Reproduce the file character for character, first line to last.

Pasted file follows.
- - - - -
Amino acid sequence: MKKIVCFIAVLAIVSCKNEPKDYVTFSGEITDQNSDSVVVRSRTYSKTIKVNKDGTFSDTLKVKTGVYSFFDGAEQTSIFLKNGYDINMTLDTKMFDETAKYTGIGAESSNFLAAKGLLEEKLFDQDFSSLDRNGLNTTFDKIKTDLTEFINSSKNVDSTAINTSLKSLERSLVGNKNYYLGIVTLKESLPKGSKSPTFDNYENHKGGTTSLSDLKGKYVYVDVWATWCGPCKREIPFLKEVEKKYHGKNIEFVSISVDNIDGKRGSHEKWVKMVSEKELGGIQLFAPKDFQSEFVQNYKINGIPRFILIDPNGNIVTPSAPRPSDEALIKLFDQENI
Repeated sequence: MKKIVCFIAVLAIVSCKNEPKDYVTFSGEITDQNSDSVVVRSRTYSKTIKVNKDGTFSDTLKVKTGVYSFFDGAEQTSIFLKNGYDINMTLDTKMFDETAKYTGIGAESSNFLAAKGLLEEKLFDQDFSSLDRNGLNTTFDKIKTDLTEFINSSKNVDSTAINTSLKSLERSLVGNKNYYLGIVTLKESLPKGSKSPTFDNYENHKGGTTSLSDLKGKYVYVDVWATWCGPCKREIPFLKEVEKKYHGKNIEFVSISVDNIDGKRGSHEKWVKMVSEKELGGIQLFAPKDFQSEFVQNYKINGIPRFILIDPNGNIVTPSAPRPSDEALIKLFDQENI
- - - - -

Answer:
Amino acid sequence: MKKIVCFIAVLAIVSCKNEPKDYVTFSGEITDQNSDSVVVRSRTYSKTIKVNKDGTFSDTLKVKTGVYSFFDGAEQTSIFLKNGYDINMTLDTKMFDETAKYTGIGAESSNFLAAKGLLEEKLFDQDFSSLDRNGLNTTFDKIKTDLTEFINSSKNVDSTAINTSLKSLERSLVGNKNYYLGIVTLKESLPKGSKSPTFDNYENHKGGTTSLSDLKGKYVYVDVWATWCGPCKREIPFLKEVEKKYHGKNIEFVSISVDNIDGKRGSHEKWVKMVSEKELGGIQLFAPKDFQSEFVQNYKINGIPRFILIDPNGNIVTPSAPRPSDEALIKLFDQENI
Repeated sequence: MKKIVCFIAVLAIVSCKNEPKDYVTFSGEITDQNSDSVVVRSRTYSKTIKVNKDGTFSDTLKVKTGVYSFFDGAEQTSIFLKNGYDINMTLDTKMFDETAKYTGIGAESSNFLAAKGLLEEKLFDQDFSSLDRNGLNTTFDKIKTDLTEFINSSKNVDSTAINTSLKSLERSLVGNKNYYLGIVTLKESLPKGSKSPTFDNYENHKGGTTSLSDLKGKYVYVDVWATWCGPCKREIPFLKEVEKKYHGKNIEFVSISVDNIDGKRGSHEKWVKMVSEKELGGIQLFAPKDFQSEFVQNYKINGIPRFILIDPNGNIVTPSAPRPSDEALIKLFDQENI